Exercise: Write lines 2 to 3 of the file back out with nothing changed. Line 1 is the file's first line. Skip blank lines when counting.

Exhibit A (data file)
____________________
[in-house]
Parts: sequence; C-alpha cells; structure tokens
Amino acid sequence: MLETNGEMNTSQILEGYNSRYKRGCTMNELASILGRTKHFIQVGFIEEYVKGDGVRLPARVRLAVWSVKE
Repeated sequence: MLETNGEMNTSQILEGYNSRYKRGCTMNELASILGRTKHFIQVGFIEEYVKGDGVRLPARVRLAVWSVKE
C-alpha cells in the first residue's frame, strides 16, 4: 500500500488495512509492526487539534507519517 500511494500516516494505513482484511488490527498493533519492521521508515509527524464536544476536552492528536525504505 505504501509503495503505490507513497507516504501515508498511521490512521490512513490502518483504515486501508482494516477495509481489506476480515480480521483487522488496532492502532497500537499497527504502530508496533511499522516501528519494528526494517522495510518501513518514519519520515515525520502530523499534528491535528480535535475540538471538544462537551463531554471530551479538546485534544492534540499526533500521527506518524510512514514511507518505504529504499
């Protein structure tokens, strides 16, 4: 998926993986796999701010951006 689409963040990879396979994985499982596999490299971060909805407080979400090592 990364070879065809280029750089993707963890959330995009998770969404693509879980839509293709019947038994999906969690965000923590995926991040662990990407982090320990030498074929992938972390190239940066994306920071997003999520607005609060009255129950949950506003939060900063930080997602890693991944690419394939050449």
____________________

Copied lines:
Parts: sequence; C-alpha cells; structure tokens
Amino acid sequence: MLETNGEMNTSQILEGYNSRYKRGCTMNELASILGRTKHFIQVGFIEEYVKGDGVRLPARVRLAVWSVKE